The exceptional drought affecting the Horn of Africa threatens thousands of pastoralists with starvation. Older adults are doubly threatened because they no longer have the strength or the will to leave the region
The effects of the climate crisis announced by the latest IPCC reports will have significant consequences on the lives of many populations. Indeed, the latest figures show that 3.3 to 3.6 billion people (nearly half of the world’s population) live in contexts that are highly vulnerable to climate change. The African continent, although being one of the continents that have contributed the least to greenhouse gas emissions, is nevertheless the most vulnerable region to climate change, not to mention the inequalities that already exist among African populations, and which are likely to increase over the years.
This translates into significant food insecurity, difficulties in accessing drinking water, forced displacement of populations… The elderly are all the more vulnerable to all these difficulties, since they are the least likely to be able to migrate to countries where living conditions will be more clement, and they risk being left behind.
The effects are already being felt in some parts of the continent, such as the Horn of Africa, where herders are warning of the destructive drought they have been experiencing for the past year. A study by the organization HelpAge International reveals the urgency in which the herders’ elders of this region find themselves. In Ethiopia, South Sudan and northern Kenya, the elderly people are witnessing a never-ending drought that is gradually plunging them into famine. Yet, these pastoralists from generation to generation tell us that they have experienced several droughts, but none that lasted this long. During previous droughts, they had the option of migrating to find water and land for their herds or finding support from family and neighbors.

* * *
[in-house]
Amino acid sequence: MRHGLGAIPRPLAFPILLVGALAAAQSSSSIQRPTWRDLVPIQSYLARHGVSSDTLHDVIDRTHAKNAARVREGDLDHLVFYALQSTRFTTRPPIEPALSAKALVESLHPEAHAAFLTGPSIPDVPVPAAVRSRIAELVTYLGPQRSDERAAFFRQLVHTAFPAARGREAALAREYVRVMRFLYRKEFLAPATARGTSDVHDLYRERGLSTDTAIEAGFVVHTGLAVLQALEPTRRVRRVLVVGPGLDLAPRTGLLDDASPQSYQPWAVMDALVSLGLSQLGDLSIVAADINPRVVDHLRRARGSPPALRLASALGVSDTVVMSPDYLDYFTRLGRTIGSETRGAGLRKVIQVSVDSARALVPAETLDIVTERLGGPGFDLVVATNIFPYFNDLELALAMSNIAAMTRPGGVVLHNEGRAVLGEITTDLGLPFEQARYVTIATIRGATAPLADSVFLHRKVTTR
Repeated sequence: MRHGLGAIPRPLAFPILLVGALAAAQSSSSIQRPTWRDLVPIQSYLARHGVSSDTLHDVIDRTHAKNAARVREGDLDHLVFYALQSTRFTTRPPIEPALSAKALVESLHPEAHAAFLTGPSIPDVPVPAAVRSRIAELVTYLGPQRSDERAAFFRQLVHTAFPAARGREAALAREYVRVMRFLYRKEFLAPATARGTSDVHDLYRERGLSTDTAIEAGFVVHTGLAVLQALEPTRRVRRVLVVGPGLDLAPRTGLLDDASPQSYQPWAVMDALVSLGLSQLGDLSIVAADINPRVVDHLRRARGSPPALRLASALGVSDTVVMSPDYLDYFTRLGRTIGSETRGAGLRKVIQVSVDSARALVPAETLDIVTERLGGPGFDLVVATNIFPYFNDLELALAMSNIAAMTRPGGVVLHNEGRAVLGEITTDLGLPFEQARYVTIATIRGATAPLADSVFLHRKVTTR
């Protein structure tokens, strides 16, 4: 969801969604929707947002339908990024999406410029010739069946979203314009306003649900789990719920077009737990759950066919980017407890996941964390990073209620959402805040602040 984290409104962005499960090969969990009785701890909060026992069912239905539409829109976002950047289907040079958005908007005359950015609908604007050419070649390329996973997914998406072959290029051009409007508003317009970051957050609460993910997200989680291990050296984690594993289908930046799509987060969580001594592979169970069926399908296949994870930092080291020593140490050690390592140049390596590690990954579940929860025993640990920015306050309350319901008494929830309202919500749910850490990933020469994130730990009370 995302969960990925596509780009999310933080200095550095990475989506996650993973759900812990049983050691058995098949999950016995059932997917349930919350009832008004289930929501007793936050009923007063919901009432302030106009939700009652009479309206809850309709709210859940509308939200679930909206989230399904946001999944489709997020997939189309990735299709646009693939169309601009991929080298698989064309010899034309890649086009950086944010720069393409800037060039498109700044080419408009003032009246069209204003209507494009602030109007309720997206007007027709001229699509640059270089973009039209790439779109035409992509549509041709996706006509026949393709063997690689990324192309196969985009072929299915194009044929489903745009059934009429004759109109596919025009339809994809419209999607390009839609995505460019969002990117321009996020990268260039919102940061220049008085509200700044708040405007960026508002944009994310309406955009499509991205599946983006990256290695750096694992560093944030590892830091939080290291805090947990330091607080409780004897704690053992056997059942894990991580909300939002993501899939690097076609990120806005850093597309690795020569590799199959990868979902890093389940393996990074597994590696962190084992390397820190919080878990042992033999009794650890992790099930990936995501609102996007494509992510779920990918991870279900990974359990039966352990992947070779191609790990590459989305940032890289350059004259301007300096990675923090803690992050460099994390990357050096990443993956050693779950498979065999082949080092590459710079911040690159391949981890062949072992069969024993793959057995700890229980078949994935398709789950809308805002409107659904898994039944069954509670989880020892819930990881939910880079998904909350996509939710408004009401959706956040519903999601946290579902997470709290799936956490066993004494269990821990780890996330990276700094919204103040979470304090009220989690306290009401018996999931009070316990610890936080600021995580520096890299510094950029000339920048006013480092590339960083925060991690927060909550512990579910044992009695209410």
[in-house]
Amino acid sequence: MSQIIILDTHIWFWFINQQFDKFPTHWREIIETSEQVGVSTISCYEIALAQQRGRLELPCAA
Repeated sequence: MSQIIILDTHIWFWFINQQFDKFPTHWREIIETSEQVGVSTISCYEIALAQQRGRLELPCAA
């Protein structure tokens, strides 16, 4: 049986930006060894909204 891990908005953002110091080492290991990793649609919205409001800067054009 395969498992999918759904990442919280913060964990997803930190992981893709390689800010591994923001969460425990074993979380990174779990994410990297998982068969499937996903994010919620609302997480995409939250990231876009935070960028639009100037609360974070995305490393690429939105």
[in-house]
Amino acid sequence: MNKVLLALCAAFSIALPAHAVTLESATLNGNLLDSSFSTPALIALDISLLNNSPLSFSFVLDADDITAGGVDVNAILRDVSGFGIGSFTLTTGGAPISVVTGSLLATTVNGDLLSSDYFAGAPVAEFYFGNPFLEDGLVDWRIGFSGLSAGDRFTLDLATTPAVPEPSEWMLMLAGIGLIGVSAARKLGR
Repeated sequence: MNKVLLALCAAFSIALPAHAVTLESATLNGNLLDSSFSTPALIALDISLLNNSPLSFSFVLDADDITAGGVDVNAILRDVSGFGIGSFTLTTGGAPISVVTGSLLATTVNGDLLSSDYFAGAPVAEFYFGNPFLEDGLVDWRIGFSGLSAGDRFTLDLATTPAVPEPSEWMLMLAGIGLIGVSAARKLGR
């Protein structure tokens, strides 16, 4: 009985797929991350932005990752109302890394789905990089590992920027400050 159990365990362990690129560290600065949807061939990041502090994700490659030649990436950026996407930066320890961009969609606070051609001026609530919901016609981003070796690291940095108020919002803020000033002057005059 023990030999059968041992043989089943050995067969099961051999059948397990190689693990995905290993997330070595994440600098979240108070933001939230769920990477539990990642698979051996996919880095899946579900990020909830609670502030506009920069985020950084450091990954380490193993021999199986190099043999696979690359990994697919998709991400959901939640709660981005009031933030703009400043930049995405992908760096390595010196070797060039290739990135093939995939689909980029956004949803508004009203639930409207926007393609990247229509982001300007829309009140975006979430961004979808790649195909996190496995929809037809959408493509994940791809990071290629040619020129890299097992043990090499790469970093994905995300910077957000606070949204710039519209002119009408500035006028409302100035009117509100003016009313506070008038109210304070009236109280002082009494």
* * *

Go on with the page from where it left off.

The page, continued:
But these options are no longer available to them. Why not? Because pastoral land and water are becoming scarce, thousands of them have seen their herds decimated, and nobody can help them because they are all in the same situation. Many are also afraid to leave their villages because many herders have been killed for venturing beyond their land to find pasture.
As a result, thousands of people are facing an unprecedented famine, and the elderly are particularly at risk. Adults are leaving their villages to escape the drought and find work in the city, leaving their children in the care of their grandparents, while feeding themselves is becoming increasingly difficult. These populations are completely dependent on their herds and therefore find themselves without a solution to subsist, often being too afraid to leave their land. The survey conducted by HelpAge International in this region reveals that 73% of the elderly people testify that they do not have access to enough food to survive, and only 50% of them have access to drinking water.
All of them warn of the urgency of their situation as more and more seniors are dying of hunger and call for action from their governments and the international community. It is urgent that the United Nations, development agencies and governments act to support older people and not leave them behind.
Click here to read the survey.
Click here to read the HelpAge study